III. POTENTIAL FUTURE DEVELOPMENTS
Possible legal challenges to regulation of electricity importers. The shadow of potential litigation has loomed over the regulations affecting electricity importers since their original promulgation. Lawyers have discussed at least two types of challenges. One possible theory for challenging the regulations would be that the regulations improperly burden interstate commerce, and therefore run afoul of the Dormant Commerce Clause. Another potential claim is that the regulations are pre-empted by the Federal Power Act, which vests in the Federal Energy Regulatory Commission exclusive jurisdiction to regulate wholesale sales of electricity.
Claims that California’s Low-Carbon Fuel Standard violated the Commerce Clause and were preempted by federal regulation were recently rejected by the Ninth Circuit (the full opinion is available here: http://cdn.ca9.uscourts.gov/datastore/opinions/2013/09/18/12-15131.pdf); however, a similar lawsuit, if successful, could potentially jeopardize major elements of California’s GHG regulations for the electric sector.
To date, no entities have filed such a legal challenge. This could mean that electricity importers have decided to live with the regulations. Alternatively, it could mean that they have been waiting until such a challenge would be unquestionably “ripe.” Such a moment could come in November 2014 (when electricity importers are first required to hold in a special account an amount of allowances sufficient to cover their 2013 emissions) or November 2015 (when importers are required to surrender to CARB allowances sufficient to cover their 2013 and 2014 emissions). Another triggering event could be CARB’s enforcement of the “resource shuffling” prohibition as it applies to a power transaction that occurs out of the state.
Future regional linkages and additional developments. In October 2013, CARB finalized regulations that will allow California to link its GHG cap-and-trade program with a similar program in Quebec, Canada. Starting January 1, 2014, participants in the two programs can transfer GHG allowances between the jurisdictions and use allowances issued by one jurisdiction for compliance in the other jurisdiction.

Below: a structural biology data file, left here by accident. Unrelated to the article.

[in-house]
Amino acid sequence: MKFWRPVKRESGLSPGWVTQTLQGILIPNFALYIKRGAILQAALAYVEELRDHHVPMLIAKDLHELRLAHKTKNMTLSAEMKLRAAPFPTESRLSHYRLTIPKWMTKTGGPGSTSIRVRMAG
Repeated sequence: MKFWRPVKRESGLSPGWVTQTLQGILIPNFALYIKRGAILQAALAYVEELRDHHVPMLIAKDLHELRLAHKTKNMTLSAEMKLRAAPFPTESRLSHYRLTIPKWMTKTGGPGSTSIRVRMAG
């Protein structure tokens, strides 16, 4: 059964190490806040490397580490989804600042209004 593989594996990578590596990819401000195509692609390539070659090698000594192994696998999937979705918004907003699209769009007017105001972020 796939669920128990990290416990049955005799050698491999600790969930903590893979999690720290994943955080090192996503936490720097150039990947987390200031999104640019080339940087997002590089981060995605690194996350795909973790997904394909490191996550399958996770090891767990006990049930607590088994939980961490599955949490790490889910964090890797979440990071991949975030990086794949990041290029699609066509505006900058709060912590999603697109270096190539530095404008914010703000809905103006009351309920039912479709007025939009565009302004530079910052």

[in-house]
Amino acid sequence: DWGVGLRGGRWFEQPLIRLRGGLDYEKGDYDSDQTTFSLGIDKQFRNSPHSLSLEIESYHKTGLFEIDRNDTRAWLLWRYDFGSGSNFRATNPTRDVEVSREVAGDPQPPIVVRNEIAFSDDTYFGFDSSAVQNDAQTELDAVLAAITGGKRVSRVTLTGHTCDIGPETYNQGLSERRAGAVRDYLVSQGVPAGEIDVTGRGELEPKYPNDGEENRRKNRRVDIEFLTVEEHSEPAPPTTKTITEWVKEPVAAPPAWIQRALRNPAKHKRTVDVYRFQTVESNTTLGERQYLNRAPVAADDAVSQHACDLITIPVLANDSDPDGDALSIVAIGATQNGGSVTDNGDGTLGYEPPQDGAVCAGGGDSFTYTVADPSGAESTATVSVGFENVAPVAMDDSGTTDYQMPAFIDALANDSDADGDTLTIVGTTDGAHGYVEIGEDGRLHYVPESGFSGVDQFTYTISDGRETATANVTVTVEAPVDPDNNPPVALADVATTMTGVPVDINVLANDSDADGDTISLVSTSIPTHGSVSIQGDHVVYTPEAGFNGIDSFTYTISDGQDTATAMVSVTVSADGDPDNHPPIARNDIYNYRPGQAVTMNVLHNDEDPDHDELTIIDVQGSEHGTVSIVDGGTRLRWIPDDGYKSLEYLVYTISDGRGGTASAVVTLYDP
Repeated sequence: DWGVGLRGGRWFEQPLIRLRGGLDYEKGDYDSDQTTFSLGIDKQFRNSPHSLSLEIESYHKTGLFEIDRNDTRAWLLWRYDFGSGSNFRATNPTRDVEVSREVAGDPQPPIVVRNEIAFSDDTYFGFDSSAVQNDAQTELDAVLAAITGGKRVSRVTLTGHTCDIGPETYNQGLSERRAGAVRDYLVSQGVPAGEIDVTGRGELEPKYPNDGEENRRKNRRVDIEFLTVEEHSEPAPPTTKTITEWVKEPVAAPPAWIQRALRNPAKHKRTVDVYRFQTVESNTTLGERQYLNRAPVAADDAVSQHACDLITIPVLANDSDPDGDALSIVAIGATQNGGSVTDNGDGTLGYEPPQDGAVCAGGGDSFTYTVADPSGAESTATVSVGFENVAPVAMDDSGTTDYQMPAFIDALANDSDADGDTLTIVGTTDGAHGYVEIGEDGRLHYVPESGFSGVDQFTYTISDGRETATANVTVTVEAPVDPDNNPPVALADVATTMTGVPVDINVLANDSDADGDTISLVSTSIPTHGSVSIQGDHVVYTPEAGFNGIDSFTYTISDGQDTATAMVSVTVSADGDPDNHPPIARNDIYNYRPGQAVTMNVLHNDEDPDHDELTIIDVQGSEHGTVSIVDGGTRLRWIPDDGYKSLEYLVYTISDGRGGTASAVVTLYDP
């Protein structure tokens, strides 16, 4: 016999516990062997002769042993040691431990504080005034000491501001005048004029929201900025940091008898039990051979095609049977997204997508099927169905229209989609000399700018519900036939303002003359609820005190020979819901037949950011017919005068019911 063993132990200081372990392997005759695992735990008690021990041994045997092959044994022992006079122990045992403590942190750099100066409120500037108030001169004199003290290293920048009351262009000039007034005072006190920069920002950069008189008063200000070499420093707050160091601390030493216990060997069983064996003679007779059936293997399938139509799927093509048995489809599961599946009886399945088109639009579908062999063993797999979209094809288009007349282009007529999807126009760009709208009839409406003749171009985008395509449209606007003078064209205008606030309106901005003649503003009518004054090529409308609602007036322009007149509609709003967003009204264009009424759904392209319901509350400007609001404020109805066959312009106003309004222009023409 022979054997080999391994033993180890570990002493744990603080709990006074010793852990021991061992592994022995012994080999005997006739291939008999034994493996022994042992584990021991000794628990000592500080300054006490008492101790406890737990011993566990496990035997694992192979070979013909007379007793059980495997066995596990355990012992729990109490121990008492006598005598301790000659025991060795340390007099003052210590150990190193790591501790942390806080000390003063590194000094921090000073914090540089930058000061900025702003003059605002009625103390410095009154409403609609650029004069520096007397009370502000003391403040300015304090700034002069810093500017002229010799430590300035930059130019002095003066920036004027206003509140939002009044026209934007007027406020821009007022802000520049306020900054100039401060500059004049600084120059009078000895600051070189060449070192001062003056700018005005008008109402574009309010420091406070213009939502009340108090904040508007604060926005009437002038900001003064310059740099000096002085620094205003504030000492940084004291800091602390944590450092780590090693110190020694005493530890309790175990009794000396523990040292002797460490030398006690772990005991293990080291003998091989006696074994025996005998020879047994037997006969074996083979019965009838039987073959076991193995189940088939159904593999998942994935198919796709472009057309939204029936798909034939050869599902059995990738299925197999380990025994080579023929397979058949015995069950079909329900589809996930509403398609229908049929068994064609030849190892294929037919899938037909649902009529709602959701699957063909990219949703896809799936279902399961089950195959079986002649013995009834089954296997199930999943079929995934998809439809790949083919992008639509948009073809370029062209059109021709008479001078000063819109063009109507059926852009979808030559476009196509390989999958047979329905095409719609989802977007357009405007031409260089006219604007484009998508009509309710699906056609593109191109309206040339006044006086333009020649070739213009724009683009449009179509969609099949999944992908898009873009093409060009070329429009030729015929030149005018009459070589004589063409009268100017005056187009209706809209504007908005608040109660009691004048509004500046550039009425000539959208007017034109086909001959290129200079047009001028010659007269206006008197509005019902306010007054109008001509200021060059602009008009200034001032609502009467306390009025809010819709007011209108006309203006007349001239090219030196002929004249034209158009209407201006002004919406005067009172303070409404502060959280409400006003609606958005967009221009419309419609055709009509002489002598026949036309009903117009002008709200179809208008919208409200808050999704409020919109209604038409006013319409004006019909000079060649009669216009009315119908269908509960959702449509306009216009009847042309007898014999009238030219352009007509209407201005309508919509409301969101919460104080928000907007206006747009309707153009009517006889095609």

In addition, California, Oregon, Washington, and British Columbia recently concluded a regional agreement (the Pacific Coast Action Plan on Climate and Energy) to coordinate their action on climate change and ocean acidification. The plan specifically calls on the states and Canadian province to develop additional state programs to impose a price on GHG emissions and to work toward linking these state- and province-level programs. Although the agreement is not binding, it could eventually lead to a large regional emissions trading market.
Finally, State Senator Fran Pavley (D), who was a principal author of A.B. 32, recently indicated her intention to introduce legislation to extend the California cap-and-trade program beyond its current end date of 2020. The impact this legislation could have on electricity importers and electricity generators is still uncertain.
Will EPA’s section 111(d) regulations change the California calculus? In 2014, EPA is expected to propose regulations under section 111(d) of the Clean Air Act. These regulations will require each state to limit CO2 emissions from its fossil-fueled electric generating units. State regulatory plans will be subject to EPA review and approval. For California, the section 111(d) rulemaking raises a number of legal and policy design questions. For example, it is possible that EPA’s rulemaking could require California to modify its cap-and-trade program in order to satisfy the EPA requirements. In addition, an important question for electricity importers is whether California could continue to justify regulating imports of electricity from out-of-state generators if all of its neighboring states have imposed section 111(d) CO2 emission limits on their power plants.
New and emerging developments in California’s cap-and-trade regulations could have far-reaching impacts on Western power markets, including new compliance obligations, contractual arrangements (and disputes), and litigation. Entities importing electricity into California will need to understand and analyze these developments and to continue to monitor developments at both the state agency and federal level.
Van Ness Feldman has an active practice advising power sector entities, offset project developers, and others affected by the California cap-and-trade program. In 2012, Environmental Finance magazine named Van Ness Feldman partner Kyle Danish one of 10 “California Carbon Market Movers.” For more information on the firm’s work in this area, please contact Kyle Danish, Malcolm McLellan, Doug Smith, Ilan Gutherz, or Avi Zevin in Washington, D.C. at (202) 298-1800 or in Seattle, WA at (206) 623-9372.